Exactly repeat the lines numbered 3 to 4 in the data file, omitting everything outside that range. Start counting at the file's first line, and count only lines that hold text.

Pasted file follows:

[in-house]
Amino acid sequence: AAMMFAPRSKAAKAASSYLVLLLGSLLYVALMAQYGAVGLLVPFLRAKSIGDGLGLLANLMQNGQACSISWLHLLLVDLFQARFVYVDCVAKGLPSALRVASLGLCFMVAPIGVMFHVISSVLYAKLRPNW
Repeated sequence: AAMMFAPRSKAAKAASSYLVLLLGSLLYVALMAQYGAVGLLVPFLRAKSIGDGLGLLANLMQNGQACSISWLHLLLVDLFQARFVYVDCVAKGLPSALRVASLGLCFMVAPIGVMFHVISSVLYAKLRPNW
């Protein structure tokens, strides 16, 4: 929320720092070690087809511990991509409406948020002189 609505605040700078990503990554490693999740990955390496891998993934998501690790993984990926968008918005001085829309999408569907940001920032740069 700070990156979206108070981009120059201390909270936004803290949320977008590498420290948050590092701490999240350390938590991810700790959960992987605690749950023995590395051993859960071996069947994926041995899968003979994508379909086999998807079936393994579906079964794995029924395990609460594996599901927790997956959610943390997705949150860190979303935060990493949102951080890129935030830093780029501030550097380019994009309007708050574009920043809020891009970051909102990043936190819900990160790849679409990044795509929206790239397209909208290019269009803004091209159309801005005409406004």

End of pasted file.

Repeated sequence: AAMMFAPRSKAAKAASSYLVLLLGSLLYVALMAQYGAVGLLVPFLRAKSIGDGLGLLANLMQNGQACSISWLHLLLVDLFQARFVYVDCVAKGLPSALRVASLGLCFMVAPIGVMFHVISSVLYAKLRPNW
């Protein structure tokens, strides 16, 4: 929320720092070690087809511990991509409406948020002189 609505605040700078990503990554490693999740990955390496891998993934998501690790993984990926968008918005001085829309999408569907940001920032740069 700070990156979206108070981009120059201390909270936004803290949320977008590498420290948050590092701490999240350390938590991810700790959960992987605690749950023995590395051993859960071996069947994926041995899968003979994508379909086999998807079936393994579906079964794995029924395990609460594996599901927790997956959610943390997705949150860190979303935060990493949102951080890129935030830093780029501030550097380019994009309007708050574009920043809020891009970051909102990043936190819900990160790849679409990044795509929206790239397209909208290019269009803004091209159309801005005409406004």